Signs of progress:

  • Acknowledging my progress
  • Acknowledging my judgement 
  • Acknowledging it's normal to feel this way
  • Crying. Crying more. Crying every day. Living through it.
  • Not using behaviors
  • Eating normally
  • Exercising normally
  • Not weighing myself
  • Being kind to myself. Letting myself rest when I need rest
  • Acknowledging when I'm being hard on myself
  • Identifying where my thoughts are coming from. Myself? My Mother? My eating disorder?
  • Admitting I'm lonely
  • Being honest
  • Being proud of myself
  • Being present
  • Accepting the moment for what it is

I have trouble identifying with the girl who did all of that, who made those choices and said those things that culminated with her being here. I'm proud of her yet deeply ashamed of her existence. I yearn for her and yet I know I don't want her back. I mourn for her even though she's not gone.

This part hurts. It's confusing. It's riddled with pain and judgment and longing. It's unpredictable and real.

I'm not ready to let her go. 

I don't want her story to be over. I haven't figured her out yet. If I liken my journey with my body to a romantic relationship (the most intimate and fraught relationship I'll ever be in) we'd only have recently entered the phase of novel exclusivity. That time when being committed to each other is still fresh and exciting, when you think you know someone and then find yourself surprised by her tics and flaws - the way she pours milk in her coffee each morning, or the way she touches the left side of her ear just before she's about to sneeze. The moment you look at her and realize you love her and decide, even though it's scary, not to run away.

We've reached the point where honesty has become the default. Tired of trying on different identities (could we really still be the relaxed, laid-back people we've always dreamed of becoming?) we've settled into being ourselves instead.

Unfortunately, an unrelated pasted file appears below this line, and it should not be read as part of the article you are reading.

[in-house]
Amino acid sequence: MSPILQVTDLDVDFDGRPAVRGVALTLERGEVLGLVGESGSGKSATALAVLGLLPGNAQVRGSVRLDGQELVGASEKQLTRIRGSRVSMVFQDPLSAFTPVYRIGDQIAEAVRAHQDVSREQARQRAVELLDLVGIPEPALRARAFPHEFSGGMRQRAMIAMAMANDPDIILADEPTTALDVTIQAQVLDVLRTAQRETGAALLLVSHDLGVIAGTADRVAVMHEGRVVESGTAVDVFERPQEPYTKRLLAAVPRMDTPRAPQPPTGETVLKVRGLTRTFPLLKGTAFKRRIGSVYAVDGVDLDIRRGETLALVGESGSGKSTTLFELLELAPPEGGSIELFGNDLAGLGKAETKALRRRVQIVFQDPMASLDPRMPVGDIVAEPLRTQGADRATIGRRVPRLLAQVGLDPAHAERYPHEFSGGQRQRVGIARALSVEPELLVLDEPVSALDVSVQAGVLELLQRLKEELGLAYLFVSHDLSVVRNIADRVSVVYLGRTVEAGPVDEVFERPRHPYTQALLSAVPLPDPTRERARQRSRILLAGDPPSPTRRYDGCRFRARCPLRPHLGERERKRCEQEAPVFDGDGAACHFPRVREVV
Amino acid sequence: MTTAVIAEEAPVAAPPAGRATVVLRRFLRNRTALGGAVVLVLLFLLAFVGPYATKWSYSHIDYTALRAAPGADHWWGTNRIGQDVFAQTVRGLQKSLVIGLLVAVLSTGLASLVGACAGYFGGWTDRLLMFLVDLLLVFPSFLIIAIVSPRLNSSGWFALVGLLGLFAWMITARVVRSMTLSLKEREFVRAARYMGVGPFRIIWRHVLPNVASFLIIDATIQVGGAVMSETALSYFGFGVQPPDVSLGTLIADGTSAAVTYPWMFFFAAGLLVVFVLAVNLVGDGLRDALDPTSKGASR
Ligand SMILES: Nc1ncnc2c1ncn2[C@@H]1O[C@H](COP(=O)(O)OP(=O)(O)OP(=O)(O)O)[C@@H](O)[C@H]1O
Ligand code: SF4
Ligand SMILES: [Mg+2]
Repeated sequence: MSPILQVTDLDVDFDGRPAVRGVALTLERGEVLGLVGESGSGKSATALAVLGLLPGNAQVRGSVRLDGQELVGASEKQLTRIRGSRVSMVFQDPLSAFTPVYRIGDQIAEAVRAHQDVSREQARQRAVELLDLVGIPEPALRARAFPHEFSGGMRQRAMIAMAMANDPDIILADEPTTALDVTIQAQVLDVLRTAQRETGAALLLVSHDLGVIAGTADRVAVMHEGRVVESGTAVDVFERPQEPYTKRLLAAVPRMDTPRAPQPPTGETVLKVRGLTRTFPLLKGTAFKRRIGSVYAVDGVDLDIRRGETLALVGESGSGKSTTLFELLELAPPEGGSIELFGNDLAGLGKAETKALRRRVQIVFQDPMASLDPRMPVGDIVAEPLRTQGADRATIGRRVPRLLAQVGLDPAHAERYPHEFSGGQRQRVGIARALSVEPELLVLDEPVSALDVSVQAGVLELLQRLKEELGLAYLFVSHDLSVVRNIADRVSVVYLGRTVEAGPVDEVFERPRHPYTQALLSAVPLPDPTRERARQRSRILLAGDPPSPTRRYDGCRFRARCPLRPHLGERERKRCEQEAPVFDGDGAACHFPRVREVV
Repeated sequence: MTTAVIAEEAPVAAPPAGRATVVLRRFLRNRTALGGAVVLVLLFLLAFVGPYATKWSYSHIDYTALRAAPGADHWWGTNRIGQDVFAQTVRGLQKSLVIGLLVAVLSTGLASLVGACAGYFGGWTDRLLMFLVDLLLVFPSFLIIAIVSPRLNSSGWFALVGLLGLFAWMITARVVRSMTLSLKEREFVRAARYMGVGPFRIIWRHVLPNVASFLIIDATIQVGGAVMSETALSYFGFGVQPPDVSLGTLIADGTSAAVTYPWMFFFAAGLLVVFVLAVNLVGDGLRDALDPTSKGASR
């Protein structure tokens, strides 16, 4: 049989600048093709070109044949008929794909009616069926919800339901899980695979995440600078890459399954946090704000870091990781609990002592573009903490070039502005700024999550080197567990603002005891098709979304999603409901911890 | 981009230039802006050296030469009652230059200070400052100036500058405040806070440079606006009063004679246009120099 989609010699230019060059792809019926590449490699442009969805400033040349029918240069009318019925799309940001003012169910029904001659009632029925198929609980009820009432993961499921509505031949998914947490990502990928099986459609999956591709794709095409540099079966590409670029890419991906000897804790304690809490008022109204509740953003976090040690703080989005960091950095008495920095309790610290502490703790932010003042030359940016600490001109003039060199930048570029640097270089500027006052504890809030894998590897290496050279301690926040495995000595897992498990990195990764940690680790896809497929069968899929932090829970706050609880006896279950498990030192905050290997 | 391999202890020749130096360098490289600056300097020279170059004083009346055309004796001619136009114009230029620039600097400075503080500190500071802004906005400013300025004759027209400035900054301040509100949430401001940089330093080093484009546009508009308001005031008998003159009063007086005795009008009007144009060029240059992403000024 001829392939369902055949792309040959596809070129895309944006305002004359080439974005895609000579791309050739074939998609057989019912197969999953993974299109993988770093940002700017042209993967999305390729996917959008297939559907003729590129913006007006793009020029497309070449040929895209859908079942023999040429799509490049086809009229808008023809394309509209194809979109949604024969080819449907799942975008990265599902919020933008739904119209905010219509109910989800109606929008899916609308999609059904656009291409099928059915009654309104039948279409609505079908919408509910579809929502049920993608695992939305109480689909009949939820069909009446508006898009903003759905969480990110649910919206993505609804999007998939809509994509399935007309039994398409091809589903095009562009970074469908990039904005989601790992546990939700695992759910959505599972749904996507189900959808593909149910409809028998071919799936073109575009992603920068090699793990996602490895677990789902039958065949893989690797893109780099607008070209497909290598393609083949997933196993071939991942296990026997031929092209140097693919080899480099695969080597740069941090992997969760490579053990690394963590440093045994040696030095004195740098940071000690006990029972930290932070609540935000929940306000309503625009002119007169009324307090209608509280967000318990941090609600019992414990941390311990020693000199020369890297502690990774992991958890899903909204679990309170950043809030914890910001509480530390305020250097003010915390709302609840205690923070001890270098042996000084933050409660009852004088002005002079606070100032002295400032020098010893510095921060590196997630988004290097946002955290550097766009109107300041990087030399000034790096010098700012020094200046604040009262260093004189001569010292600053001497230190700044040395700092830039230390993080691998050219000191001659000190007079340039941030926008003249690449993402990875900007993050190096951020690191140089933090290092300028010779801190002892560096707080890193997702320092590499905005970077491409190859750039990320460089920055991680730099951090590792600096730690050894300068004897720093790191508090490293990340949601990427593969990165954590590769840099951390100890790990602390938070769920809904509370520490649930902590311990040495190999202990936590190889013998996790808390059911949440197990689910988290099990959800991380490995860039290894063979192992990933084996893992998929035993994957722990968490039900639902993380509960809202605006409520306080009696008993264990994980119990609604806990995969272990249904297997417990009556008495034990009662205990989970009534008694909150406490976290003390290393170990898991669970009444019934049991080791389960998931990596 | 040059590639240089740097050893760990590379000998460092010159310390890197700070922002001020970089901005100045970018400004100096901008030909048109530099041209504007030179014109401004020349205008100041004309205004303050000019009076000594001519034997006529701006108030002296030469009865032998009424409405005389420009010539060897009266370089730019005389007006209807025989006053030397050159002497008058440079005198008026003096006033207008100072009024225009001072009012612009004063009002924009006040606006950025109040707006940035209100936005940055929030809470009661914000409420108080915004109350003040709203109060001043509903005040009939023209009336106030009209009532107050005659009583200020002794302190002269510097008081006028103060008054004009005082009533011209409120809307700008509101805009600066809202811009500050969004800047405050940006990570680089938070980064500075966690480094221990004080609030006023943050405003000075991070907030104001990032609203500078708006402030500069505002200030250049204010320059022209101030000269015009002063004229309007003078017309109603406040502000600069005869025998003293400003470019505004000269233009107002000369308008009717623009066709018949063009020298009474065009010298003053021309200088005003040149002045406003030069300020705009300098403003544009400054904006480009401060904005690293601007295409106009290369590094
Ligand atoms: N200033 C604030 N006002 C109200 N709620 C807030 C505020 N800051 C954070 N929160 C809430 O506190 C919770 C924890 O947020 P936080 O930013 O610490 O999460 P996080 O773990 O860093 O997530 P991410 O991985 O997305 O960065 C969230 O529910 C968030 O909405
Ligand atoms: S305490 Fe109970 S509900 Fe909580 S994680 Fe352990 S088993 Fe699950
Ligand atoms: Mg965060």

But we're only at the beginning. 

I'm not ready to let her go because I don't understand her. Her transparency is still new to me. I know her history of behaviors and patterns - I've watched her and heard her cry and moan and snort and purge - but she hasn't yet told me why she did those things. Maybe she knows. Maybe she's still figuring it out for herself. Maybe there are still memories she's buried inside of herself, dark and raw and deformed, that she hasn't yet come to terms with. 

I'm scared to be there when she uncovers those demons, when she's able to bring to light the shame that's haunted her. I'm afraid I'll find them as grotesque a she fears I will. My instinct has always been to run away. Yet I know on some level that my commitment to her brings with it a willingness to face those ugly parts with her. To hold her hands and rub her shoulders, to watch her cry and recuse herself from the moment. 

In many ways you've been my relationship coach. Our most enthusiastic supporter and unwavering fan. You've been the person I go to when I need to complain or gossip, when I need to tell you about our bickering and our fights and how she stormed out last night, unable to look at me, too angry to speak a word.

In the moments where I want to quit, I've heard your voice and imagined what you would say. I didn't want to disappoint you. I wanted to prove to you I could do it. I'm sad to  lose that. I can't imagine myself without it.

I am grateful for these moments that made me and fearful that they've long-since departed - a life unburdened by the healing power of the present.